Why We Mod #10: Ron (@red5watchworks)

It's been a while since we've had our modder interviews, and in the tenth edition of our Why We Mod series, we had the pleasure of talking with Ron (@red5watchworks on Instagram), a well-known modder in the space. His work involves custom self-made dials, and a quick scroll through his profile will show you his sharp talent for the craft.

 

Glen: Hi Ron! Brief introduction about who you are for anyone who might not be familiar with you?

Ron: I’m Ron Elkins, the guy behind Red 5 Watch Works.  My interest in watches started as a little boy, I still have my first watch. I’ve had a 30+ year fascination with mechanical watches that pushed me into the modding/building scene. In late 2000/early 2001, I started buying affordable mechanical watches to tinker with. I’d sand, buff, polish, and reshape cases to make something familiar a little more unique. 

That transitioned to building my own watches - mostly kits or pocket watches repurposed into a wrist watch. I made several Flieger type watches from kits sold online. I lost some interest in watches when our kids were born, but once the quality and quantity of modding/building parts became more accessible to people, I was hooked again. 

I enjoy the custom watch scene. I get so much pleasure out of wearing something that was once a thought in my head.  It’s such a rewarding hobby and I’ve met some wonderful people from across the globe. I hope to visit many of them someday.  

 

Glen: What’s the story behind the name “Red 5” Watch Works?

Ron: I’m a child of the 1970s, so Star Wars was a huge part of my childhood.  It stuck with me. Red 5 was Luke Skywalker’s call sign in “A New Hope” when piloting his X-Wing in the Battle of Yavin.  

 

Glen: What was the very first watch that got you hooked on the hobby?

Ron: The SKX007. I used to buy 007s and file the crown guards and polish the cases, but in the early 2000s, a small selection of mod parts became available for the 007 from a man named Bill Yao, now MKII Watches. I credit him for my interest in the Seiko mod scene. 

So this was my first mod. Bill did the initial dial, hands, and chapter ring upgrades. I later swapped the parts around to a different case.

 

 

I took this photo around December of 2000, before digital cameras were very accessible. This watch went through a few revisions. I decided to change the chapter ring, and this was the final form and completion of my first mod:

 

 

I sold this watch many years ago. I’d love to find it and buy it back.  


Glen: What was your first experience with watch modding like?

Ron: It was swapping around parts on the watch above and was not the greatest feeling.  My wife and I were freshly married and had new jobs and there I was potentially damaging something we’d spent money on. Finding a crystal gasket wasn’t really an option back then.

I was worried about it, YouTube wasn't a thing yet, so I was kind of on my own.  I recall we had dial up internet so I’d fire up the modem and search Timezone.com for tips. I wanted to try the OEM hands with the Yao dial, so I pressed the hands with the tube of a ballpoint pen.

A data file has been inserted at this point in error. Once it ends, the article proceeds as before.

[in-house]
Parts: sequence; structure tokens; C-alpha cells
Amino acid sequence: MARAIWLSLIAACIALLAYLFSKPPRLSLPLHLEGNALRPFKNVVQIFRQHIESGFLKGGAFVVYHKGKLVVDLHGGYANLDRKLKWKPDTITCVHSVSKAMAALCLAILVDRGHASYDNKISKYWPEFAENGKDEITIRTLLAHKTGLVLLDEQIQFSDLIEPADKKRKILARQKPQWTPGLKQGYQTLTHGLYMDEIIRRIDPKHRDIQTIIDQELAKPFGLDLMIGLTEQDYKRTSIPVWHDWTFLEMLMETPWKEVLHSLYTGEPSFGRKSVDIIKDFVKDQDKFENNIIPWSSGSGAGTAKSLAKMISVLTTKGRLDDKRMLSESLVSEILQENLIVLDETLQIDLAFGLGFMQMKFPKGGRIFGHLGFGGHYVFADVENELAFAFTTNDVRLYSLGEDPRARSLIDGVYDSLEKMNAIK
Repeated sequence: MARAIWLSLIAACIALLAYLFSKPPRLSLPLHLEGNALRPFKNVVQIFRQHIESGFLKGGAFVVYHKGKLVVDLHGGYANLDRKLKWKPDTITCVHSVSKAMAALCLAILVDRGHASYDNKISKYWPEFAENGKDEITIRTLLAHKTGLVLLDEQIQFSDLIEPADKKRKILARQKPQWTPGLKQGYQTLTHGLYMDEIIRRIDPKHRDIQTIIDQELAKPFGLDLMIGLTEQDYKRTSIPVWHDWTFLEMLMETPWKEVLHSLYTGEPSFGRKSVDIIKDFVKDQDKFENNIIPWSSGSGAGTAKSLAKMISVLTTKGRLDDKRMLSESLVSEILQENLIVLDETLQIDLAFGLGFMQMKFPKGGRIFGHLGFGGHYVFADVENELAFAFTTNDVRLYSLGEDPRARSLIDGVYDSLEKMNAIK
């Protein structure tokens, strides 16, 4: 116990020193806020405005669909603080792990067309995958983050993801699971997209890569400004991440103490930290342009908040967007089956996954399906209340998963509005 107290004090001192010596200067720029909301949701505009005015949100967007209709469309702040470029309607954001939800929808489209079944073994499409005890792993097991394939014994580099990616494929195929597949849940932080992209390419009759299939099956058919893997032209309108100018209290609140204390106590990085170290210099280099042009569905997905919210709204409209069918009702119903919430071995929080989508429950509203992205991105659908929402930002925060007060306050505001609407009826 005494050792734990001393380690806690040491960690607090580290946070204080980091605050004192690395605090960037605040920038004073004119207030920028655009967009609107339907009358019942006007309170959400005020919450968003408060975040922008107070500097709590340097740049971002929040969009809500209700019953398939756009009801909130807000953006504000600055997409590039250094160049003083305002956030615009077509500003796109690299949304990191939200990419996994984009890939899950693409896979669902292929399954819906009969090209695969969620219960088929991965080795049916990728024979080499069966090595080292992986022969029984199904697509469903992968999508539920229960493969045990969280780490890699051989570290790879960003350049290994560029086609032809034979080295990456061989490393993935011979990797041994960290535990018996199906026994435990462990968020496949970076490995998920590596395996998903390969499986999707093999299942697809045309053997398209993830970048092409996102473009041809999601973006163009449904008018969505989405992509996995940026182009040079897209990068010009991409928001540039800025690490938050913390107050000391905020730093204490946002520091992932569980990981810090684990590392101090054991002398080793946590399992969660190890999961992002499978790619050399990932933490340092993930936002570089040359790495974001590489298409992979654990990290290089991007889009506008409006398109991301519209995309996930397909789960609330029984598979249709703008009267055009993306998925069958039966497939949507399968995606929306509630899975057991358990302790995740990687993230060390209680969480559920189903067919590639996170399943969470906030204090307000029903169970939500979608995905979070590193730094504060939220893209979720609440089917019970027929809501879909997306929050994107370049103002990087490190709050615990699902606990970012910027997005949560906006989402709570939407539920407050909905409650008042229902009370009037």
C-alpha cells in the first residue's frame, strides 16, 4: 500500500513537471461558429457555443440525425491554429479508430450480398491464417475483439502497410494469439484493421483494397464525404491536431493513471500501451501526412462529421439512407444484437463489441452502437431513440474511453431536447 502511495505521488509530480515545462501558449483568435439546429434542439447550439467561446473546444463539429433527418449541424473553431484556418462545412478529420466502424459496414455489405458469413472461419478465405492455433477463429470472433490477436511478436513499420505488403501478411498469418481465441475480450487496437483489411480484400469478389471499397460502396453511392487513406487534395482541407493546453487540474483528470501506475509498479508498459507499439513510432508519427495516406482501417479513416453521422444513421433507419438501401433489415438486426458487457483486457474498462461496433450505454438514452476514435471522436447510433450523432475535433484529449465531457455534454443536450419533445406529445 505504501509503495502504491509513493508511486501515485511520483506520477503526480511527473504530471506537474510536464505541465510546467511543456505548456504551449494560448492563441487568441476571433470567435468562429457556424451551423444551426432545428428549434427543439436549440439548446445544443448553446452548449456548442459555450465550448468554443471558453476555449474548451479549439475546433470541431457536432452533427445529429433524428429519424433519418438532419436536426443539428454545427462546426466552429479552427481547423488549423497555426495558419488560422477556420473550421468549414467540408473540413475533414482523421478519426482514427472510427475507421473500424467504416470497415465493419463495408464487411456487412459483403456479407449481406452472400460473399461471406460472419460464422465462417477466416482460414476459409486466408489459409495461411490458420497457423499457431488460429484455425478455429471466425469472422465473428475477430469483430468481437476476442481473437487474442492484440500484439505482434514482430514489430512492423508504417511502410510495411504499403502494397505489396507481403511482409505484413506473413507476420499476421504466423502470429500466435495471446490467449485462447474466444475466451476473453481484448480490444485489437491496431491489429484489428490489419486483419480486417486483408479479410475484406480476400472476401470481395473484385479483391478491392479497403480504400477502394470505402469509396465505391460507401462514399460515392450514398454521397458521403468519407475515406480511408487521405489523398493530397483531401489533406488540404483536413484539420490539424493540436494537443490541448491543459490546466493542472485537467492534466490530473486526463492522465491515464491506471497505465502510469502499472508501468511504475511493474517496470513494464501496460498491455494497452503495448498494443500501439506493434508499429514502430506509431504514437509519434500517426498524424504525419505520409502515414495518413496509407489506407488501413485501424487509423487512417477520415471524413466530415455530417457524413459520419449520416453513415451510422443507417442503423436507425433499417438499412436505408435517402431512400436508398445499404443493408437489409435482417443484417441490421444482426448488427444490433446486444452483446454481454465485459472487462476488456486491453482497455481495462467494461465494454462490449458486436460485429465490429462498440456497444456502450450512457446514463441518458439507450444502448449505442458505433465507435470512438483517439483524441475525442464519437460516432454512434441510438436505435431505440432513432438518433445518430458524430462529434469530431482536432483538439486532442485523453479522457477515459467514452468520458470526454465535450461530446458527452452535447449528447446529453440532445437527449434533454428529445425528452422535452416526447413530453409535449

It wasn’t perfect, but it worked and I was elated.


Glen: You’re pushing out some really dope custom stuff. What’s the creative process like here? Curious on your inspiration, direction, material choice, etc.

Ron: My main motivation/inspiration is trying to be different. There’s so many talented people in the Seiko mods community, and I try to set myself apart. 

I have a tablet I sketch ideas on frequently. I keep notes on my phone. I’m constantly thinking of ways to try to make something different. I have more failed ideas than successes. A lot of times a build starts like this with a rudimentary drawing:

 

 

Then morphs to this:

 

 

I draw a lot with Inkscape and sometimes Adobe Illustrator. I’ll cut dial designs out of thin sheet metal and see if they might be viable options. I experiment a lot with different paints and textures. Most dials I cut are aluminum or brass. Mostly aluminum as it’s easier to cut with a laser.  I’ve been experimenting a lot with titanium lately and will hopefully soon have some unique titanium finishes on dials a fellow modder taught me, like this skeleton dial I heat blued and dipped in acid. 

 

 

Most of the time I have a theme in mind for a watch or a series and run with that notion. Lately it’s been pilot style builds with the square Namoki cases. I’ve drawn dials to represent the traditional 6 pack of airplane gauges, I plan to make them all. So far I’ve completed the Attitude and Heading gauges. I have big wrists, I love that case, so it has my attention now. 

 

 

I use a lot of skulls in my designs. I’m fascinated with the symbolism and notion of Memento Mori, Latin for “remember that you have to die”. Not in a morbid way, but in a sense that we have a limited time on Earth, life is a precious gift and blessing, don’t waste it.   

 

 

..we have a limited time on Earth, life is a precious gift and blessing, don’t waste it.

Glen: Do you have any custom watch parts that you’re happy with that are only for yourself - something you want the world to see but will never be for sale?

Ron: Not really, but I’ve given away a few ideas for parts and tools I wouldn’t sell, like movement holders. For example:

I’ve printed prototypes of this movement holder and hand press I designed. I wouldn’t sell them because they take too long to print since supports are required. 

If I perfect it, I’ll probably give the file away for other people to print on their own. This is a holder for the NH series of movements. The top hole aligns with the cannon pinion on the NH series and allows popular hand setting tools to be perfectly centered for easier hand alignment and pressing.

 

 

Glen: Do you have any other hobbies that involve tinkering?

Ron: Too many. I have several 3D printers. I try to print functional things we can use around the house. They’ve also helped me make watch parts or tools that have proven useful in building. I’ve designed and printed my own movements holders and parts storage.